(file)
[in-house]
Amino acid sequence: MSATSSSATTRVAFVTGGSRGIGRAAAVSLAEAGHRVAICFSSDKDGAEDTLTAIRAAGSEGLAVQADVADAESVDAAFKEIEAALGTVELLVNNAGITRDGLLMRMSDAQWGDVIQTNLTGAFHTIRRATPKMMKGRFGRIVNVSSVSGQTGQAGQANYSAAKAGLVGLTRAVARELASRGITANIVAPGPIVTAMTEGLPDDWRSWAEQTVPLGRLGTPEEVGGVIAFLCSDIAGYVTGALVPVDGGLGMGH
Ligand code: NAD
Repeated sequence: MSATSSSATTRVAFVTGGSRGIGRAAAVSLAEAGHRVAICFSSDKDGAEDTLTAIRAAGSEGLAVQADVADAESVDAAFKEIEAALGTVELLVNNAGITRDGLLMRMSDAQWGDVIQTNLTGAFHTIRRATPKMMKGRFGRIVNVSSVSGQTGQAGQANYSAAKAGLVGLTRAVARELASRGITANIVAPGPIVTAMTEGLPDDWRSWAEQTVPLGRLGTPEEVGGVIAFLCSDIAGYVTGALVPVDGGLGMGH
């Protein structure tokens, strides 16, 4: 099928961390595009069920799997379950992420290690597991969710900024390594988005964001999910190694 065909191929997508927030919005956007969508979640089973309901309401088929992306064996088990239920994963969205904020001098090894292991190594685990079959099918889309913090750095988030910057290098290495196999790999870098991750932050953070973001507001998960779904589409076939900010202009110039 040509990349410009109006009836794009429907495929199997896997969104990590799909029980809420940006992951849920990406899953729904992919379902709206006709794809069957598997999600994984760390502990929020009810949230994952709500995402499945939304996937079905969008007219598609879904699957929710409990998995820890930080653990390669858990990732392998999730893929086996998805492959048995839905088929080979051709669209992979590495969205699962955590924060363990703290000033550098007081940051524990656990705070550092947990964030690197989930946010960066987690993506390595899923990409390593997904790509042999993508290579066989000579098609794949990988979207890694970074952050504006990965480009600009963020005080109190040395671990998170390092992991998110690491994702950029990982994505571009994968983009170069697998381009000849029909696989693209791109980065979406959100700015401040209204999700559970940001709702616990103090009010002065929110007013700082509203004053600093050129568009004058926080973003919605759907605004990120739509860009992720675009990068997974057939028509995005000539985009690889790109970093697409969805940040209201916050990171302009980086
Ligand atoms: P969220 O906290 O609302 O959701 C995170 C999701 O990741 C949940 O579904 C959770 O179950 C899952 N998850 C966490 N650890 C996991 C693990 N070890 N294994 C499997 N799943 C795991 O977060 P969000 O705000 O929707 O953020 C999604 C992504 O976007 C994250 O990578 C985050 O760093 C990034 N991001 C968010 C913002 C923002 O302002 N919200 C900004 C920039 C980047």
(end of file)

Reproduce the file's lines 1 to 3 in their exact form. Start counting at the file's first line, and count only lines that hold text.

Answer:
[in-house]
Amino acid sequence: MSATSSSATTRVAFVTGGSRGIGRAAAVSLAEAGHRVAICFSSDKDGAEDTLTAIRAAGSEGLAVQADVADAESVDAAFKEIEAALGTVELLVNNAGITRDGLLMRMSDAQWGDVIQTNLTGAFHTIRRATPKMMKGRFGRIVNVSSVSGQTGQAGQANYSAAKAGLVGLTRAVARELASRGITANIVAPGPIVTAMTEGLPDDWRSWAEQTVPLGRLGTPEEVGGVIAFLCSDIAGYVTGALVPVDGGLGMGH
Ligand code: NAD